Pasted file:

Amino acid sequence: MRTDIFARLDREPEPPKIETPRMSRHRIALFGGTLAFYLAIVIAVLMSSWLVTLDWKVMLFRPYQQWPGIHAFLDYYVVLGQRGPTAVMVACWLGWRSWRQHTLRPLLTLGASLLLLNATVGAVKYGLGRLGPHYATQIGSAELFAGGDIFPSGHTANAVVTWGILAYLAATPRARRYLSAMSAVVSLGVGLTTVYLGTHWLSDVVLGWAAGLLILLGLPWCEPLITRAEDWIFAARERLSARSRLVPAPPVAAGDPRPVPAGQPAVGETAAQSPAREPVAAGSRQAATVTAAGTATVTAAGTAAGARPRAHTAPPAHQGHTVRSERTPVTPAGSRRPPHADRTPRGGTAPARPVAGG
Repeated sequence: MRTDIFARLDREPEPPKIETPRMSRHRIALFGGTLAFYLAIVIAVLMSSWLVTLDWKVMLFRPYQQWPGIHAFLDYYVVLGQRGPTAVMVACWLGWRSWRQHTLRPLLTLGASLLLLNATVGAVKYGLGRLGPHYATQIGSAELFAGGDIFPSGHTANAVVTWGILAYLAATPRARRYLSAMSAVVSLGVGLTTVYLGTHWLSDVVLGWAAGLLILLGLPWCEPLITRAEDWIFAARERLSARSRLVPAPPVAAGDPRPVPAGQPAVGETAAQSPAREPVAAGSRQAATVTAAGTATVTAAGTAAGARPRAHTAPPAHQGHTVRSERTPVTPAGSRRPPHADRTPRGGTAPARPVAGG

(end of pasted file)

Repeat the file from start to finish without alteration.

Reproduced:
Amino acid sequence: MRTDIFARLDREPEPPKIETPRMSRHRIALFGGTLAFYLAIVIAVLMSSWLVTLDWKVMLFRPYQQWPGIHAFLDYYVVLGQRGPTAVMVACWLGWRSWRQHTLRPLLTLGASLLLLNATVGAVKYGLGRLGPHYATQIGSAELFAGGDIFPSGHTANAVVTWGILAYLAATPRARRYLSAMSAVVSLGVGLTTVYLGTHWLSDVVLGWAAGLLILLGLPWCEPLITRAEDWIFAARERLSARSRLVPAPPVAAGDPRPVPAGQPAVGETAAQSPAREPVAAGSRQAATVTAAGTATVTAAGTAAGARPRAHTAPPAHQGHTVRSERTPVTPAGSRRPPHADRTPRGGTAPARPVAGG
Repeated sequence: MRTDIFARLDREPEPPKIETPRMSRHRIALFGGTLAFYLAIVIAVLMSSWLVTLDWKVMLFRPYQQWPGIHAFLDYYVVLGQRGPTAVMVACWLGWRSWRQHTLRPLLTLGASLLLLNATVGAVKYGLGRLGPHYATQIGSAELFAGGDIFPSGHTANAVVTWGILAYLAATPRARRYLSAMSAVVSLGVGLTTVYLGTHWLSDVVLGWAAGLLILLGLPWCEPLITRAEDWIFAARERLSARSRLVPAPPVAAGDPRPVPAGQPAVGETAAQSPAREPVAAGSRQAATVTAAGTATVTAAGTAAGARPRAHTAPPAHQGHTVRSERTPVTPAGSRRPPHADRTPRGGTAPARPVAGG